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Slow inserts in DB2

Inserting a huge number of rows in a table slows DB2. Here's how to speed it up.

When inserting a huge number of rows in a table (150,000 or more), DB2 slows enormously. To speed up the insertions,...

we must create a CLUSTER INDEX WITH PCTFREE. This will make DB2 prepare room for the new rows to be inserted. Another advantage is that the index doesn't need to be reorganized frequently. Here's how to do it:

CREATE INDEX indexname ON TABKLE tablename ... (options) ... CLUSTER PCTFREE 10

Reader Feedback

L.B. writes: "If I was a newbie DBA I might think: Wow! This guy's a genius! But, because I've been around the block a few years, I know that his advice has a few caveats:

1. You need to understand how PCTFREE and FREEPAGE work in DB2 (which is amazingly similar to IMS FREESPACE). PCTFREE says leave this much space empty at the end of each page. FREEPAGE says leave every Nth page empty. For example, PCTFREE 10 on a 4k page will leave 410 bytes of each page free. If your row is longer than 410 bytes, this freespace will never be used. Putting PCTFREE on an index may not run into this problem (your columns in your index are that big?), but it certainly is something to consider.

2. You need to know where in the table your inserts are going to be placed. For instance, If your clustering index is on a date/time value, and all the records being added are for the current date, then all your data may be placed at the end of the table. In this case, having PCTFREE or FREEPAGE values other than 0 just adds alot of empty, unusable space into the middle of your database.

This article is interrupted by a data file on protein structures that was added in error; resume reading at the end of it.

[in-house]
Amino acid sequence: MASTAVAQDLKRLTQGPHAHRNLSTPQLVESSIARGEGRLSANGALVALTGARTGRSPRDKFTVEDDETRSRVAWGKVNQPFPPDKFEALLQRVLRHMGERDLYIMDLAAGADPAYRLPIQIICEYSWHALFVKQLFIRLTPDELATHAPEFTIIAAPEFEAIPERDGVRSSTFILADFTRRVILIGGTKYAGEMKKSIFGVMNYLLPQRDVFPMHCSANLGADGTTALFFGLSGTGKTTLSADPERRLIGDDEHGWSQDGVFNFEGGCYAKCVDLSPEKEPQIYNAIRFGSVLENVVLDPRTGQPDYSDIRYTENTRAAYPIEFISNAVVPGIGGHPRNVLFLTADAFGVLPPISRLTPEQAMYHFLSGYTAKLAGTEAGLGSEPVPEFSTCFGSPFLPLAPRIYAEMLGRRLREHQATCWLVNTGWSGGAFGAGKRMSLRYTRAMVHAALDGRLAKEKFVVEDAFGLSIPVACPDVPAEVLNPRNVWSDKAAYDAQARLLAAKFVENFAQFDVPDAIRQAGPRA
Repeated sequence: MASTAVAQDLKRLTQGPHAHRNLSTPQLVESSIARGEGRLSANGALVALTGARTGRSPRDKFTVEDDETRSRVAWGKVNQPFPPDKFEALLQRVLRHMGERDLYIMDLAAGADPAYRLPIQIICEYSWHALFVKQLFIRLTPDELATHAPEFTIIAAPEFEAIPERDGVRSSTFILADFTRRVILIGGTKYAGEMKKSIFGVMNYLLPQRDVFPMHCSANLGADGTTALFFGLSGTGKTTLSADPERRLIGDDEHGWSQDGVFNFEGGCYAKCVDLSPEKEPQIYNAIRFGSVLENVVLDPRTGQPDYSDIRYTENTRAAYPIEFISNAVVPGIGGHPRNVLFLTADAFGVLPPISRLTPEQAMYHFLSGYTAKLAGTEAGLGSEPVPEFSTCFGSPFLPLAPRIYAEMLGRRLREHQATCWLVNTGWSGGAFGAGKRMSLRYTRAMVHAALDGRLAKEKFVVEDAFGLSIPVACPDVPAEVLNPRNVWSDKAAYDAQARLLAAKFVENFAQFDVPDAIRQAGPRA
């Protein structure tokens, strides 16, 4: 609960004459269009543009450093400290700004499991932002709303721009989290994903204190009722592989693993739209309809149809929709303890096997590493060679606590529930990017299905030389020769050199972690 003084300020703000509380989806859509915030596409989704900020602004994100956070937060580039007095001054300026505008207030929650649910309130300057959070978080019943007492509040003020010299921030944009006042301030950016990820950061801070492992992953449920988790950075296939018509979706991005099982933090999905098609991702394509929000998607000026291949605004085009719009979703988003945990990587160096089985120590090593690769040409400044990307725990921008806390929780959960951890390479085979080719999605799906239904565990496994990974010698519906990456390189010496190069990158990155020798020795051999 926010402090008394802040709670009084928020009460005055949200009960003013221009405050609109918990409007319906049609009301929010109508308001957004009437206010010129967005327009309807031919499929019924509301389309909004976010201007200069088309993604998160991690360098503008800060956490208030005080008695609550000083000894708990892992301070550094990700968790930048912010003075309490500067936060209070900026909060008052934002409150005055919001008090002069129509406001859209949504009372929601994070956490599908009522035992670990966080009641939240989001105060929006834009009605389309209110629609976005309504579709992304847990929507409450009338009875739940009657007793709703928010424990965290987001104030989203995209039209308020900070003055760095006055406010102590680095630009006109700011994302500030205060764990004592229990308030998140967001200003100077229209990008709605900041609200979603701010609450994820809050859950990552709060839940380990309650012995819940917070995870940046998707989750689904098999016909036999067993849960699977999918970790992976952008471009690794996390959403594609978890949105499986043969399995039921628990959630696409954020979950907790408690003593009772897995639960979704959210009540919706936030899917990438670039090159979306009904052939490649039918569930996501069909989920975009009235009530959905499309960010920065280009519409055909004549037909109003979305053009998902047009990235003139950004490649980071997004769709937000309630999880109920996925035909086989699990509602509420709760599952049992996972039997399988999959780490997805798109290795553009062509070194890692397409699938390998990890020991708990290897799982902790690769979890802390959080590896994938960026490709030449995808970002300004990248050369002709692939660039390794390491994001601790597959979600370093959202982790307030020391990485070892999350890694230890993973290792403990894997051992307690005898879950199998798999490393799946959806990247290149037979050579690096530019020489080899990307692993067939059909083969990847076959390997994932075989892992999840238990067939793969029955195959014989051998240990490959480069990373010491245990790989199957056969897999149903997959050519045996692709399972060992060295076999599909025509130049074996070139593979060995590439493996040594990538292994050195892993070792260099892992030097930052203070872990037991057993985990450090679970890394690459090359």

3. This example doesn't indicate whether there are any unique indexes. If there are not, I have found it is fastest to drop all indexes prior to a large insert, then recreate the indexes and run a reorg. This can take hours off of a mass insert, because DB2 doesn't have to do any index maintenance.

4. Experience in our shop has shown that if a table is updated *only* thru batch loads, it is best to leave both PCTFREE and FREEPAGE as 0 on both the table and its indexes. We then make sure that a reorg is done after every load. For tables that are updated interactively, we determine what freespace is needed based on the clustering index. If the inserts are random, then freespace will definitely help, as long as the freespace is large enough to hold a row (see #1 above). If inserts end up at the end of the table anyway, because of the clustering index values, then we leave freespace at 0 and over-allocate the dataset to prevent dataset extensions.

So, knowing what I know, I would rate this tip very poorly, because it doesn't take all the things I've mentioned into consideration.

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